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Old School – The Surtees factor | Columns | Gassit Garage

As the tributes flowed in for John Surtees after his death in March this year, one aspect of his amazing career was largely overlooked.

Everyone spoke about how he will probably be the only sportsman ever to win grand prix world titles on two and four wheels. Some also asked why he had never been knighted for his efforts. But few recognised that he had helped create the worldwide vintage racing movement that is so popular today.

As all retired GP stars will tell you, the time at the top is an all-too-brief moment in the sun. What to do after the bubble of fame has burst is an issue many have struggled with. Vintage racing festivals have given a lot of these retired legends another flash of the spotlight.

Surtees became world motorcycle champion at age 22 and F1 champ at age 30, so he reached his twin peaks at an early age. But in an interview coinciding with his 80th birthday in 2014, he admitted he had no plans to give up riding racing motorcycles or driving racing cars in “spirited demonstrations”.

“I don’t want my cars and bikes to be things that are just looked at,” he said, creating a mantra that still resonates around the world in historic racing festivals.

I first saw John Surtees at the Adelaide F1 GP in the late 1980s. He was demonstrating one of the legendary 1950s Mercedes-Benz Silver Arrows, now worth around $40 million.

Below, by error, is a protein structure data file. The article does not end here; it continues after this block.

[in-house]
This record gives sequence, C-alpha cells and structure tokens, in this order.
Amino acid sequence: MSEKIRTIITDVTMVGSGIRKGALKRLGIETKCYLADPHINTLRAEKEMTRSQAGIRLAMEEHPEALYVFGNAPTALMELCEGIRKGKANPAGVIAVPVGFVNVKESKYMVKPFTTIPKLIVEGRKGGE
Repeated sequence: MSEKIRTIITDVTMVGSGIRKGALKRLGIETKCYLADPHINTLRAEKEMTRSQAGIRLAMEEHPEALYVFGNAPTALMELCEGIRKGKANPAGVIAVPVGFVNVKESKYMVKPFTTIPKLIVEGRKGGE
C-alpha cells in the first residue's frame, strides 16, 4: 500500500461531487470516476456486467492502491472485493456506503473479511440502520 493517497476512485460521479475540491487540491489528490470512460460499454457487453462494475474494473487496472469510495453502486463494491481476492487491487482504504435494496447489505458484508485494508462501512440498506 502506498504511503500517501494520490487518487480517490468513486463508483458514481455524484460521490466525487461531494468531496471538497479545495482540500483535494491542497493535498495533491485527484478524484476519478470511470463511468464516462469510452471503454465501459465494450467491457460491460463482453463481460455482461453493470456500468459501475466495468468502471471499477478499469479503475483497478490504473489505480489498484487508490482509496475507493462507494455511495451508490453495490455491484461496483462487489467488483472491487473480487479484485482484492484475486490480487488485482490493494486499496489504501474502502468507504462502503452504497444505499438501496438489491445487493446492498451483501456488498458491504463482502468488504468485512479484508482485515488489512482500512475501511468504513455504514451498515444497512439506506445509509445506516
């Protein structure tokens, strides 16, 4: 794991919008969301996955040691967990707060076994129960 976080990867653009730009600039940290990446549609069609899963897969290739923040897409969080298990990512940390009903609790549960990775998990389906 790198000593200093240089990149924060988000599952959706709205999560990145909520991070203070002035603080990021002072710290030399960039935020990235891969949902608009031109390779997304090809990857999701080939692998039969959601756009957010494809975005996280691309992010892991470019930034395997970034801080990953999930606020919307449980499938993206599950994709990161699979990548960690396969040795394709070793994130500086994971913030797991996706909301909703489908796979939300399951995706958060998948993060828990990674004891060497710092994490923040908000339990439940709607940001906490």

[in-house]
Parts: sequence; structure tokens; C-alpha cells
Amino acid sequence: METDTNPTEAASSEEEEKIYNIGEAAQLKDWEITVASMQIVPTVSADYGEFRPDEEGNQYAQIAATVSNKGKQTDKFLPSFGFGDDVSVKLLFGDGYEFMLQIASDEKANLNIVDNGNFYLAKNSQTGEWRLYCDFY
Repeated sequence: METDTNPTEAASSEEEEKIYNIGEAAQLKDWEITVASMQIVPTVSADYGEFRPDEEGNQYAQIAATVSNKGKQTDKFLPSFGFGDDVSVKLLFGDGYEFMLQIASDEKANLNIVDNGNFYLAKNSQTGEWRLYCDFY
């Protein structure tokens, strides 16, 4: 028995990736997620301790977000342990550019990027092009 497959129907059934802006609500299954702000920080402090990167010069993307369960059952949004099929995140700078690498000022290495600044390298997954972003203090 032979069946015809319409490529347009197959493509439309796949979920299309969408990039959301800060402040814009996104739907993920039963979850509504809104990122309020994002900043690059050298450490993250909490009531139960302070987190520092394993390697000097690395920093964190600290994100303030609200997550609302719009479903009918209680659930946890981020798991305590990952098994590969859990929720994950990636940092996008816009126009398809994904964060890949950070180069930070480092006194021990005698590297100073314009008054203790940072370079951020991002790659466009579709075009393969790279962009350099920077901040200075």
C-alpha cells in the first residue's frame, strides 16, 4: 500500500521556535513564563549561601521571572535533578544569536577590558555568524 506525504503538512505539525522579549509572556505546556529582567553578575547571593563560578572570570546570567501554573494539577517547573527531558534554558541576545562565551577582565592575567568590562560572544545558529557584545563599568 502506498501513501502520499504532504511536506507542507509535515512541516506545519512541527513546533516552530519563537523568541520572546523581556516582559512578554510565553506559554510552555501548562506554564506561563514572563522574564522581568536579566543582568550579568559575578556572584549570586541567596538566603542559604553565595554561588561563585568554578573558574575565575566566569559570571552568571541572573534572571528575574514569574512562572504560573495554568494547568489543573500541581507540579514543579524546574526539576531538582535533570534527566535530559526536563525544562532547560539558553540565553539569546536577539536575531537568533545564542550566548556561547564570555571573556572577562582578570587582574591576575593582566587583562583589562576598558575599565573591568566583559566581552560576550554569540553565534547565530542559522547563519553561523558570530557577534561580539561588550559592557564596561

As I watched Surtees wrestle the big brute around Adelaide’s concrete canyons I realised what the term ‘sawing at the wheel’ meant.

On dry old tyres he was sliding on opposite lock using huge arcs of the gigantic steering wheel. It was a powerful ‘time warp’ moment for this former 70s longhair who had often received the Eagle Sports Annual as a Christmas present in the late 60s.

Fast forward into the early 90s and I found myself standing beside the great man himself. We were standing in a queue waiting to sign on to participate in the annual classic motorcycle racing festival at Pukekohe in New Zealand.

Surtees was one of those people who looks slightly stern and reserved from a distance but once you get in conversation becomes an animated and passionate enthusiast.

And so it was that day. He’d been to New Zealand during the 60s racing GP-spec cars in the off-season, but this was the first time he’d ridden a GP motorcycle there. Surtees was like a kid in a candy shop.

A few hours later he silenced the crowd as he took his MV Agusta at full noise down Pukekohe’s back straight. It was a blood-curdling sound straight out of the pages of the Eagle Sports Annual book of fairytales. There was a deadly quiet in the pits as everyone cocked their ears to catch the fading notes of a magnificent four-cylinder engine shutting off for the circuit’s faraway hairpin corner.

Surtees was at his peak back then. He’d helped organise the legendary 1989 Brands Hatch Classic Superprix, which had brought together some of racing’s most exotic motorcycles in a prototype of the classic racing festivals we almost take for granted these days.

One of the GP legends at Brands Hatch in July 1989 was four-time world champion Hugh Anderson. Surtees arranged for the Kiwi ace to demonstrate the mid-60s ex-Mike Hailwood Honda 500cc four-cylinder. Anderson was also racing a G50 Matchless, coming first and third in his two races while setting the fastest lap in both.

A year later Anderson returned to the Superprix. His efforts in the two races that weekend were described in AMCN: “Anderson made a clean sweep in the world’s two most prestigious historic races, making him the unofficial Classic World Champion.”

Yes, John Surtees gave almost as much to classic racing as he did to GP motorcycle racing and Formula 1. And in the process he gave retired champions like Hugh Anderson another lease of life. 

By Hamish Cooper